“Raw Water” Trend Builds on a Ridiculous Water Supply Conspiracy Theory


Last week, the New York Times published a disturbing story about a rapidly growing industry centered around a product called “raw water.” One variety of this unfiltered water comes in 2.5-lb glass containers, and sells for $36.99, plus $14.99 per refill. If it sounds like the brainchild of some Burning Man-going Silicon Valley guy, that’s because, basically, it is.

Now, a microbiologist tells Inverse that the “raw water” craze is not only putting drinkers at risk — it stokes unnecessary fears about the water supply in order to sell products.

Mukhande Singh (née Christopher Sanborn), is the founder of one such company that sells unfiltered spring water — it’s called Live Water. According to Singh, other kinds of water are toxic and can’t be trusted by the public. He sees his product as a healthy alternative. Per the Times:

“Tap water? You’re drinking toilet water with birth control drugs in them,” he said. “Chloramine, and on top of that they’re putting in fluoride. Call me a conspiracy theorist, but it’s a mind-control drug that has no benefit to our dental health.” (There is no scientific evidence that fluoride is a mind-control drug, but plenty to show that it aids dental health.)

Despite all its pseudo-hippie posturing, Live Water’s social media — particularly its Instagram — really doubles down on the scare tactics.

“Your tap water is polluted with harmful toxins,” one Instagram post from July 2, 2016 reads. “The vibration of the water is distorted and dis harmonic. No need to go into further detail. Most bottled water companies also put trace amounts of toxins in the water.” Again, there’s literally no evidence for this — or that water can even be qualified as “disharmonic.”

Kent State University microbiologist Tara C. Smith says raw water is far from a safe alternative to filtered water, no matter what its “vibes” may be.

“Depending on its source, it could have all sorts of bacteria, viruses, or parasites within,” she tells Inverse. “In municipal drinking systems, these are typically eliminated in one of two ways (or often, both): using chlorination to kill most of the bacteria/viruses, and filtration to physically eliminate other pathogens that might not be sensitive to chlorine (like some parasites that can form cysts).”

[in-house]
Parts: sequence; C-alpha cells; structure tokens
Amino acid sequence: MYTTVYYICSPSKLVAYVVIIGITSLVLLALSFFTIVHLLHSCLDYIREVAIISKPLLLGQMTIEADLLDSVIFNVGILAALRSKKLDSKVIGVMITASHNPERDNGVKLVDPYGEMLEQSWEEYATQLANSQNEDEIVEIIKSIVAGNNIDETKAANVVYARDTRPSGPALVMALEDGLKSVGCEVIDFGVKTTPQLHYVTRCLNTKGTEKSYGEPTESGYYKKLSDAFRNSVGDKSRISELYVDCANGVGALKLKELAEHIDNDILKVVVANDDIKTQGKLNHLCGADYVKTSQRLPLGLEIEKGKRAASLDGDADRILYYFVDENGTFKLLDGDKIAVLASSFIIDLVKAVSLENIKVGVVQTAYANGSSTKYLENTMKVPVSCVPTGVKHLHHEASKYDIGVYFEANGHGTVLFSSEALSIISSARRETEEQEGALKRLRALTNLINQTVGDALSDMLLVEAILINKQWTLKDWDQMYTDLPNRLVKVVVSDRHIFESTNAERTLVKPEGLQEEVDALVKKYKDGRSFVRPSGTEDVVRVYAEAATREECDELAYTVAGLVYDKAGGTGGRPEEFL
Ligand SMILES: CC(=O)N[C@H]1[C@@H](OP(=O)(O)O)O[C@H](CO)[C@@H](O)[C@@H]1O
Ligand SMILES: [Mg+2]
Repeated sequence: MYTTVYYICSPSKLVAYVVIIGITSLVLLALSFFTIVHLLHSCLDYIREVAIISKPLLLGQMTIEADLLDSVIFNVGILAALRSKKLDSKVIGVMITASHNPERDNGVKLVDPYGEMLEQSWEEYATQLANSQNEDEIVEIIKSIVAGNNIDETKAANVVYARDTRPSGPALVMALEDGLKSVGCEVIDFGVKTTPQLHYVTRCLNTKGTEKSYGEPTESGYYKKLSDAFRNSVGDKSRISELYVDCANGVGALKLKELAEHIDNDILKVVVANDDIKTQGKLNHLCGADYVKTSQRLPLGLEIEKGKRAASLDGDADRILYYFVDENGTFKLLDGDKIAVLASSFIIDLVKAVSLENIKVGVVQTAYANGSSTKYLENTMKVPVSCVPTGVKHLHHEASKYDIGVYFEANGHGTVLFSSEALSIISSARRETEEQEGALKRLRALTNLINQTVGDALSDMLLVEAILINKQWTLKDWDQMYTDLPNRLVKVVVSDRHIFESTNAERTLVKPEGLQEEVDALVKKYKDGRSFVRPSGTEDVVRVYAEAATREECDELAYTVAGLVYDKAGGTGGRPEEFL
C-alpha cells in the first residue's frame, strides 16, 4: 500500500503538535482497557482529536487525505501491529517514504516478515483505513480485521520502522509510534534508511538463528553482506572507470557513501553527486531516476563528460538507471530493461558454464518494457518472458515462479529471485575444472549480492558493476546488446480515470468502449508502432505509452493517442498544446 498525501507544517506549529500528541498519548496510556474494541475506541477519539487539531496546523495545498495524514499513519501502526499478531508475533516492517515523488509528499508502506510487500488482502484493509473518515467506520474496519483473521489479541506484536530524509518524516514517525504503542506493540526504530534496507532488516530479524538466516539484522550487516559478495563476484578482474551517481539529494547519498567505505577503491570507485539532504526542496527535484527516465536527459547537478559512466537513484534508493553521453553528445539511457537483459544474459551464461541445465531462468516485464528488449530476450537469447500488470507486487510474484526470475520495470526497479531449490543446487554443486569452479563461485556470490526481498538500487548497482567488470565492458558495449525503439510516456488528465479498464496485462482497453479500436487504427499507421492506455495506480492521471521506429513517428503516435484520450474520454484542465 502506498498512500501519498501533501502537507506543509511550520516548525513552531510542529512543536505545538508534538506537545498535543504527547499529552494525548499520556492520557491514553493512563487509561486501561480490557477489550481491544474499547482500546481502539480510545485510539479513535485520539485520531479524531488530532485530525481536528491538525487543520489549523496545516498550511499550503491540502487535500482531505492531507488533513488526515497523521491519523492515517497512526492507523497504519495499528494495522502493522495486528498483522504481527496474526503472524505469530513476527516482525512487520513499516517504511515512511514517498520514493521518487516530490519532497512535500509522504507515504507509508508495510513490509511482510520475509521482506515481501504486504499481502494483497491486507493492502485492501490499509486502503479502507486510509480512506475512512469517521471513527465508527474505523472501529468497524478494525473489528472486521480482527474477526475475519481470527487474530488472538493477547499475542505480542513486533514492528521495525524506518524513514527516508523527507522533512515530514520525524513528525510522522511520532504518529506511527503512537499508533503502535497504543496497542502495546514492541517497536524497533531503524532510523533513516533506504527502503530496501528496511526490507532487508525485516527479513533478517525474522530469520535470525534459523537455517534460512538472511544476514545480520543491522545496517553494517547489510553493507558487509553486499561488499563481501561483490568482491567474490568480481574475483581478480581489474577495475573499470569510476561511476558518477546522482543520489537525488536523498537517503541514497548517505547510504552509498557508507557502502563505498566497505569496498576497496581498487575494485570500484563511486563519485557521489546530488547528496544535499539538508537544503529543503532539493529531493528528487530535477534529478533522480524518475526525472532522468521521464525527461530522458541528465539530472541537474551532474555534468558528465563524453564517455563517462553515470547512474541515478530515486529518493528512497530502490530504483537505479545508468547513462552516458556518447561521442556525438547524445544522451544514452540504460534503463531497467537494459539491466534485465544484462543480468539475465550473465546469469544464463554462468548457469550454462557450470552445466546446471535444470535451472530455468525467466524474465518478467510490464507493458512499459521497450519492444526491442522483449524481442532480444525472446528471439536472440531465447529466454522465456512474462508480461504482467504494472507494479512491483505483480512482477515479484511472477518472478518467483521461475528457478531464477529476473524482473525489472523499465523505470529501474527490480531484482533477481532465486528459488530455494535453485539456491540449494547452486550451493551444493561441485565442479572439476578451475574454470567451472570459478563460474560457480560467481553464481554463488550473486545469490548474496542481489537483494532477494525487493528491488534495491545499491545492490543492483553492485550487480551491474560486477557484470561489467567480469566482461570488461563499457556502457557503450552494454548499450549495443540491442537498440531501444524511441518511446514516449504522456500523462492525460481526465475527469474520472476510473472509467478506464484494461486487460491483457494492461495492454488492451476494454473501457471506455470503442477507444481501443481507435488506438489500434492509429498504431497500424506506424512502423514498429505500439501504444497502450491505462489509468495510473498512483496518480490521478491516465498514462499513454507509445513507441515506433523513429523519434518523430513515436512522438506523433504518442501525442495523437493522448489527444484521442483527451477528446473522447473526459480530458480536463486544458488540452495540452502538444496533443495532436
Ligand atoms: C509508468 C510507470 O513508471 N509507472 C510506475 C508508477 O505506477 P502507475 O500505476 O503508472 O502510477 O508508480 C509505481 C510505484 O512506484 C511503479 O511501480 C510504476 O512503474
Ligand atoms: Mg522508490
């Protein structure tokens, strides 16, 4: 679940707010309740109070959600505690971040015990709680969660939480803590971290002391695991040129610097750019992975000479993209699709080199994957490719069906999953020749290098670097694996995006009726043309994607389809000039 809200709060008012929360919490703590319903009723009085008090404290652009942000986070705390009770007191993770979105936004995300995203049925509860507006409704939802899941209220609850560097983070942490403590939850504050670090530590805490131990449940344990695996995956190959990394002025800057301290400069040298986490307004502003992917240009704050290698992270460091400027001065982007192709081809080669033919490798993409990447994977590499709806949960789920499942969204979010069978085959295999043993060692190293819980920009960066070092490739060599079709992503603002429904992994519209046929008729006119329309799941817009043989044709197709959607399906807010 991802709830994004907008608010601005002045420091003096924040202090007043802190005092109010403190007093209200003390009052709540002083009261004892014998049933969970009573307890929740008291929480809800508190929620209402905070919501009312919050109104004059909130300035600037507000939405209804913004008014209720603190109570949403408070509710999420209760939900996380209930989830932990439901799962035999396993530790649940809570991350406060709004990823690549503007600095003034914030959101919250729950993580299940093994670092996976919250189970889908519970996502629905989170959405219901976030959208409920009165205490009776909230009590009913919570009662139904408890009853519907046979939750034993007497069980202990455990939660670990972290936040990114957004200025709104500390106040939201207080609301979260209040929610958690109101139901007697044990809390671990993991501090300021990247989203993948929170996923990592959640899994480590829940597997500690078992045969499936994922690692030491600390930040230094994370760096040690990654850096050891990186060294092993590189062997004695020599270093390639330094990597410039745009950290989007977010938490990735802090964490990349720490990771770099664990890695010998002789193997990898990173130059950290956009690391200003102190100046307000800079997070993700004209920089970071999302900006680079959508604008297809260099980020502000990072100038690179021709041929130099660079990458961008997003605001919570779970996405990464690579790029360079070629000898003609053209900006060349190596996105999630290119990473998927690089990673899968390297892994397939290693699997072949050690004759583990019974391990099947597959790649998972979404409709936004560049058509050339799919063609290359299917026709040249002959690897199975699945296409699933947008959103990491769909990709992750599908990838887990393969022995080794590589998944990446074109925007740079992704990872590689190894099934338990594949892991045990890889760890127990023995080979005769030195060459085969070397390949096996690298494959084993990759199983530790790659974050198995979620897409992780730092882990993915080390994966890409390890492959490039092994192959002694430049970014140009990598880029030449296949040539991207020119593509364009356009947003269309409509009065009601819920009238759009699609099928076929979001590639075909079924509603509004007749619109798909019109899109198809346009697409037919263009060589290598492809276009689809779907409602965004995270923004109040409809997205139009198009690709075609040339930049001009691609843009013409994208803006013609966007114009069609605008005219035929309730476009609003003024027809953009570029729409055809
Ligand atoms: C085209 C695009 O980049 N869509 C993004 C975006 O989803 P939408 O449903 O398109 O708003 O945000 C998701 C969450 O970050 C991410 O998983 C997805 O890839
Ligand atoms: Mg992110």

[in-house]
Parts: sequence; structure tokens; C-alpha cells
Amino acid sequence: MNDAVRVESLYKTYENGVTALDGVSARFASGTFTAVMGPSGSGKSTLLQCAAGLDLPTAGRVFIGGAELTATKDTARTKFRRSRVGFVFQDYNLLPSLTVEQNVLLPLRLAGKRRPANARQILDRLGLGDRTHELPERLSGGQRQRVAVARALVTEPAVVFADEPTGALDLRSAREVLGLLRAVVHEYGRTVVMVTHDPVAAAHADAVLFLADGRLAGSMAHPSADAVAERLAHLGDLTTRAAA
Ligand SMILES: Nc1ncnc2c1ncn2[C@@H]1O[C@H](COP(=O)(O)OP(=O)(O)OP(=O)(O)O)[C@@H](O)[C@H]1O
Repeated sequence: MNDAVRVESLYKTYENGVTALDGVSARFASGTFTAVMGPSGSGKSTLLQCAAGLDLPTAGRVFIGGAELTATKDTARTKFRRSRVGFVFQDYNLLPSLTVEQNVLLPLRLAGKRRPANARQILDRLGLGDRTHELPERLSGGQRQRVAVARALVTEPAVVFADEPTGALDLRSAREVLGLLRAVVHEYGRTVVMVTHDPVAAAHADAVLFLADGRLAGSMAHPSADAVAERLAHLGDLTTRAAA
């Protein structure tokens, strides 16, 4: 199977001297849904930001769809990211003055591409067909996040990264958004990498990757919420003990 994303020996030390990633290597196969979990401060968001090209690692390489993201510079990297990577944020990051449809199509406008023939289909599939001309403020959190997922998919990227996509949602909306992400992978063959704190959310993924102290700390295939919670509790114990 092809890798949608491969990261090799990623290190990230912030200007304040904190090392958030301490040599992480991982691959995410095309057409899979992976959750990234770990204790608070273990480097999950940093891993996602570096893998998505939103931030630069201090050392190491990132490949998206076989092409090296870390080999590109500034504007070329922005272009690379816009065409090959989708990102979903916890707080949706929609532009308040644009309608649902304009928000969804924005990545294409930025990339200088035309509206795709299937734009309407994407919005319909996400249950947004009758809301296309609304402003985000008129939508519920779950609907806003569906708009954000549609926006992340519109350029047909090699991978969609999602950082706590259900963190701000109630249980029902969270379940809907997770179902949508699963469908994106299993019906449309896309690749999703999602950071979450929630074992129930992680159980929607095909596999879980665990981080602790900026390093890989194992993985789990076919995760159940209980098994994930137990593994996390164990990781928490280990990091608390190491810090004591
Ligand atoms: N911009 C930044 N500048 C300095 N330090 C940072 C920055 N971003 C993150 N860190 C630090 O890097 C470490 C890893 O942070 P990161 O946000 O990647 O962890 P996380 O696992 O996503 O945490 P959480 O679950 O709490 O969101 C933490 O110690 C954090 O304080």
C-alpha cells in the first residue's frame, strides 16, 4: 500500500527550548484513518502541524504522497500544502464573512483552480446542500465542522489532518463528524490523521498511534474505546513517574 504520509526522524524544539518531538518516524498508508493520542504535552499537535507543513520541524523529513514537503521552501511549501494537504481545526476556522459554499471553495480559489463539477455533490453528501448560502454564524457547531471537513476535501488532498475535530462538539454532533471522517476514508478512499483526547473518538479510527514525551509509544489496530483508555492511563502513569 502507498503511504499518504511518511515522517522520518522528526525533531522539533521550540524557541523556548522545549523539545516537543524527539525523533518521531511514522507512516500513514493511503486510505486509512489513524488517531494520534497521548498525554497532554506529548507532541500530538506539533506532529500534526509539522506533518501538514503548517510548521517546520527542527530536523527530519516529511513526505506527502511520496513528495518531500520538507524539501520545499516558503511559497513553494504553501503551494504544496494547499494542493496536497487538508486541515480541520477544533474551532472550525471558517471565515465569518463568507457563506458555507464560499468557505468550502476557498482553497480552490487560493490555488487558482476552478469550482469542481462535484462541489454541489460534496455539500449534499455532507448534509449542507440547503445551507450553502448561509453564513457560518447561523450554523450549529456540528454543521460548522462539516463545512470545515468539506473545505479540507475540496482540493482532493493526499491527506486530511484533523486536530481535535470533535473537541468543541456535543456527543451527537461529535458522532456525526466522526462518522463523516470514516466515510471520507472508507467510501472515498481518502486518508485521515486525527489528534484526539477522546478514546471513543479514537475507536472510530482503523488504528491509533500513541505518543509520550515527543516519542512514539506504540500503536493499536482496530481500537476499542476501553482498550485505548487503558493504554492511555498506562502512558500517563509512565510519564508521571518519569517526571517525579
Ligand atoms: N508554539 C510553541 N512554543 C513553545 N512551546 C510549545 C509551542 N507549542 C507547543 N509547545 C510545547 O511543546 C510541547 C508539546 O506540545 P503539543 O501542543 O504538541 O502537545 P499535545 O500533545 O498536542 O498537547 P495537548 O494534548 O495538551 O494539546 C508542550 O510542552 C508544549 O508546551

Live Water proudly markets its product as being anti…something. It’s clear that there’s an inherent distrust for Big Water, or whoever they think is poisoning drinking water with birth control pills. After a while, it gets hard to keep up with the conspiracies.

“Drinking ‘raw’ stream water might sound like one of those cool ‘back to nature’ things, but there’s a reason most campers and hikers either bring their own water or carry a filter or water purifier with them,” Smith adds. “It’s because they don’t want to spend days on the trail with diarrhea from E. coli, Campylobacter, Giardia, Salmonella, and many others.”

In some cases, of course, drinking water is not safe for consumption — take the Flint water crisis, for example. Even though water quality finally was deemed safe again in early 2017, Flint residents are still being asked to rely on bottled water for their everyday needs until all the city’s lead pipes have been replaced.

Still, that’s a remarkably different situation from people in Silicon Valley looking for an alternative to their already safe water. Did we mention Doug Evans, founder of the ill-fated Juicero, is now one of raw water’s biggest proponents? Life comes at you fast.

“Overall, our municipal water system is very safe and effective,” Smith explains. “But there are many out there who buy into conspiracy theories about it, such as ‘fluoride in our water is a mind-control device/is toxic waste/causes cancer,’ or there are those who have very real concerns about places like Flint that they then extrapolate to “their water is unsafe, so tap water everywhere must be unsafe, so untreated water must be better.”

Bottled water companies aren’t trying to kill you. They do, however, want your money. Then again, so does Live Water and all the other “raw water’ brands out there. Please don’t give your money to the people who are trying to sell you something unsafe.